In 1972 Roger Taylor started a series in National Fisherman on good cruising boats. He was resurrecting and reprinting long forgotten plans. One of these early articles was on Murray Peterson Coasters. At last here was a boat of the kind I had remembered from childhood. I read and reread the article. We went to the main library in Detroit and checked out early thirties yachting magazines to study Peterson's work first hand. Finally, I took the plunge and wrote to Mr. Peterson. He sent me study prints for Coaster II and Coaster III along with a dozen or so old black and white snapshots of his boats. There followed more letters and some telephone calls and I decided on Coaster II. "Who's going to build her?" Murray asked. "We're going to build her ourselves." This was followed by a long pause. "Well, if it's a do-it-yourself project, I'll knock 10% off the price." I'm sure he thought "This damn fool never will build this boat" knowing as he did that the Coasters are about as hard a boat as one could pick to build. As a first boat it was a folly. Sheer folly. I sent my check for $900 and in a few weeks a mailing tube was delivered to 1100 St. Aubin, a downtown townhouse. No vacant lot next door. No barn. No room whatsoever. So I set about to build a hull out of strips of balsa, 3/4" to the foot. My kids and their friends would snigger at me. Was I going to take it into the bath? The quest was on to find a place to move to.

One afternoon, sitting in my office (remember John Tipp?) talking on the phone to Guy Morrison, a photographer I hired frequently, he interrupted himself almost in midsentence, "Hey, have you ever been to Seattle?" "Yeah, why?" "Did you like it?" "Yeah sure, what's not to like?" "Well, my stepson - you remember Michael - is out there at McCann-Erickson, and they're looking for an art director with bank experience." This seemed too good to be true. Guy gave me the name of the man to call and I did. He was ready to hire someone but he would take a look at my book. I sent him twenty 35mm slides of my stuff and that week walking to and from work with Dee, we both said, "Don't think about it. It's too good, it's not going to happen." But it did. Not only did it happen, but after hiring me, he suggested that we might like to live on Bainbridge Island.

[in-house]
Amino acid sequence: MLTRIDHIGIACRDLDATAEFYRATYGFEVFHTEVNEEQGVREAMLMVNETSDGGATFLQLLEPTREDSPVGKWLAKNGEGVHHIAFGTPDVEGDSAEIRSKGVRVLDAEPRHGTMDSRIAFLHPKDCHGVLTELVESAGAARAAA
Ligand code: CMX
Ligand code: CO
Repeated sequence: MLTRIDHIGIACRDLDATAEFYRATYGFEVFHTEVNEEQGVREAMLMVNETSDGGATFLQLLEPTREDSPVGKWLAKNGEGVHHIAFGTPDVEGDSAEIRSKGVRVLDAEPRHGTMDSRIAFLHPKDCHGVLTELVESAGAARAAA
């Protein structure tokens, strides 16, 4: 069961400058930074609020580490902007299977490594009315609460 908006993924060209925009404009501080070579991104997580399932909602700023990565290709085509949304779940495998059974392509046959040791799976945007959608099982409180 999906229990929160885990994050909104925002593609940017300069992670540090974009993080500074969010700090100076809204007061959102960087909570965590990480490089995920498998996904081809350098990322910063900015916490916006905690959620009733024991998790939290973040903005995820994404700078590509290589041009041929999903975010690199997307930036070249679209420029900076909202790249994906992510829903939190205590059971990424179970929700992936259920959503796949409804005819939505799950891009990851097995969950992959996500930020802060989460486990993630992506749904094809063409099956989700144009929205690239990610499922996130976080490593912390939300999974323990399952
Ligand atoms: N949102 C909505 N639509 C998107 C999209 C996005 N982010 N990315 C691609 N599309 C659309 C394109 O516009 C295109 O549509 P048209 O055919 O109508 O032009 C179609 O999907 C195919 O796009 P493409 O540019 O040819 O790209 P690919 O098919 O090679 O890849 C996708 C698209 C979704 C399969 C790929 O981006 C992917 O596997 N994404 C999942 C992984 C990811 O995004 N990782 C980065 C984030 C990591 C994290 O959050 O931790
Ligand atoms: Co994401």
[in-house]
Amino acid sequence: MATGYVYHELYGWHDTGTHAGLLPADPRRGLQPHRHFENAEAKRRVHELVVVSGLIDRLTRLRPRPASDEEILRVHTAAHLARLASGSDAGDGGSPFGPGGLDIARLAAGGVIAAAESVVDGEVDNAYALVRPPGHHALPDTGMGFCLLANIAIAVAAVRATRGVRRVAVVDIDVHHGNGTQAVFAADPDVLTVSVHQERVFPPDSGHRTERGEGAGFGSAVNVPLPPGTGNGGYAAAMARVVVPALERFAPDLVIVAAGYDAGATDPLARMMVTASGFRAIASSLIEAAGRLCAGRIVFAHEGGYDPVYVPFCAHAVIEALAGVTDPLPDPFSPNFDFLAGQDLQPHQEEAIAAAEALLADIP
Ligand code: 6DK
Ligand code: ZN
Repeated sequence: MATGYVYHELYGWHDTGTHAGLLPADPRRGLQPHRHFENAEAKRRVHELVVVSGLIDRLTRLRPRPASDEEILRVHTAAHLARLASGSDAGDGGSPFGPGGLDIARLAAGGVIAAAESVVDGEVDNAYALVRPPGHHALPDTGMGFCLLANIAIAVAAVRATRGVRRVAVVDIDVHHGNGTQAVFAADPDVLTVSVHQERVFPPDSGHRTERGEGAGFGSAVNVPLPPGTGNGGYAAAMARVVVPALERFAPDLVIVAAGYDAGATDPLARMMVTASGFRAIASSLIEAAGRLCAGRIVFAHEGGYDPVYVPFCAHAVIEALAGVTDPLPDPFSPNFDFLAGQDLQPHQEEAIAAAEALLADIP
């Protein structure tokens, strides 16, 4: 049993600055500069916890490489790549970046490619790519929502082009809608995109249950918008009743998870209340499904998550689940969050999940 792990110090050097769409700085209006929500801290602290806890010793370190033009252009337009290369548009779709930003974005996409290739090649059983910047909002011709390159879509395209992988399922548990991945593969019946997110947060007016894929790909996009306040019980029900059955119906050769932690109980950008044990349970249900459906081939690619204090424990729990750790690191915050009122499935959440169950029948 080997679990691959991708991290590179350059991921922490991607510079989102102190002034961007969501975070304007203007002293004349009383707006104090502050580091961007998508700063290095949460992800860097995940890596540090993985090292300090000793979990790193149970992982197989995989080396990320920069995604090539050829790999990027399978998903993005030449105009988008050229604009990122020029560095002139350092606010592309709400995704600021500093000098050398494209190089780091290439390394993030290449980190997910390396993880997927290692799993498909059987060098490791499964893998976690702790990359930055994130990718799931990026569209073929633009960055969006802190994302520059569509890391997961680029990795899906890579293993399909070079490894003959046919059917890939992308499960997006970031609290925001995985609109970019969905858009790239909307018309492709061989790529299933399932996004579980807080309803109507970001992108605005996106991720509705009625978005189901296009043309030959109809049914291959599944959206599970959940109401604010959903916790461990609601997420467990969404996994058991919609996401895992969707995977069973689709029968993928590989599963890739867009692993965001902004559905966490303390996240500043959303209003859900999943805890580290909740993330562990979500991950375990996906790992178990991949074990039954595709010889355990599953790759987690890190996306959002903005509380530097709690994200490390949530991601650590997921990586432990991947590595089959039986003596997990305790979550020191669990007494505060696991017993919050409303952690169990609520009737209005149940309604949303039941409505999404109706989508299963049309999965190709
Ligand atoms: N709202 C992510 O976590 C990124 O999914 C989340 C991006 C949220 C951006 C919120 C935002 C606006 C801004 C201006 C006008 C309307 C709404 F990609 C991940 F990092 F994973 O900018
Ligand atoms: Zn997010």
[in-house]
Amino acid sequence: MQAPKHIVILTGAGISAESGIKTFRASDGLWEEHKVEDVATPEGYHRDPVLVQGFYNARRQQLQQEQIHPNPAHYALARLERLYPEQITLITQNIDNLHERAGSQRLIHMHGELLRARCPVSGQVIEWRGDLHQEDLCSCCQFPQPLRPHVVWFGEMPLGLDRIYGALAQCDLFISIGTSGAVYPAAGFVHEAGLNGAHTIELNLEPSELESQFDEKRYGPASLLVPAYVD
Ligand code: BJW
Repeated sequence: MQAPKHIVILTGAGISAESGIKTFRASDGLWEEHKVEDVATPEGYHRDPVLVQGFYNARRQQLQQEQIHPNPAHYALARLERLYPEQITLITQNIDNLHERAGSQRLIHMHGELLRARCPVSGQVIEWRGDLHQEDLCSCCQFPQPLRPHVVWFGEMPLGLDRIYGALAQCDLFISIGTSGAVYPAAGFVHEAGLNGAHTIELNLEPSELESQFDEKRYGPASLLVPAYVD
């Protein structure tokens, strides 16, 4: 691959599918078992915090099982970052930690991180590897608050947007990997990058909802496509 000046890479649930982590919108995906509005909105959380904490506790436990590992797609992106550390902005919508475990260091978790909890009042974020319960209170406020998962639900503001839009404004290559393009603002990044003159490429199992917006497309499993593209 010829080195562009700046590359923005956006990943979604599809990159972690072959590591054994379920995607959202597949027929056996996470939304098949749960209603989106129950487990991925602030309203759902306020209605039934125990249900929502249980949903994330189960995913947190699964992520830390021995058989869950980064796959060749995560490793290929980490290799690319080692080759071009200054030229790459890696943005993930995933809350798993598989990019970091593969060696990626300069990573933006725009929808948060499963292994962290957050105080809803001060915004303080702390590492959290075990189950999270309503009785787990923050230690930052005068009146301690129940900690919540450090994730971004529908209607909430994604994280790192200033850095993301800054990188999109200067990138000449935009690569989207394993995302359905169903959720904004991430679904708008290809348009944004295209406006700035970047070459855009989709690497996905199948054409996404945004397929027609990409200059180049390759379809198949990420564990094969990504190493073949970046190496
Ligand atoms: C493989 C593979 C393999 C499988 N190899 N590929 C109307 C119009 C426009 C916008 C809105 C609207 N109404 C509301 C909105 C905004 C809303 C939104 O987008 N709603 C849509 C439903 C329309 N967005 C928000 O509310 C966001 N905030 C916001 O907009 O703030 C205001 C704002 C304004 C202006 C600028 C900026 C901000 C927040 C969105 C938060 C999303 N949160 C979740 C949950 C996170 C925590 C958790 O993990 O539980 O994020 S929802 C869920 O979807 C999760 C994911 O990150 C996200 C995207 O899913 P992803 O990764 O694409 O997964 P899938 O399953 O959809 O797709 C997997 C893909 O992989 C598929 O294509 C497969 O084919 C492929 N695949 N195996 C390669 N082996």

So a year after buying Coaster plans, we owned an acre on Bainbridge with a small beach and moorage rights. No house, no boatshop, but, oh, the space. That same year two other things happened. Murray Peterson died and WoodenBoat Magazine started. Their very first issue, Volume 1, #1, had a eulogy to Peterson and my to-be boat, Coaster II, was on the cover. Things seemed to be falling into place. Dee and I, with the help of my mother, who'd moved with us, plus our son and two of his friends, and our daughter, got to work on the house. I designed the house, something I'd always wanted to do. By February '75 we were inside and out of the VW bus and the 10'x10' tent we were living in. Good practice for life aboard a boat, I thought. We'll never camp again. It would be two years before we got the boat shop up. The friends we were meeting during that time included Van Hope and Patty Langly who were building Pacific Trader, a Falmouth cutter, and Jack and Irene Day. Jack was nearing completion of a forty-foot Alden, Chapelle, Garden, Day combination Schooner Blue Jacket. These people proved invaluable.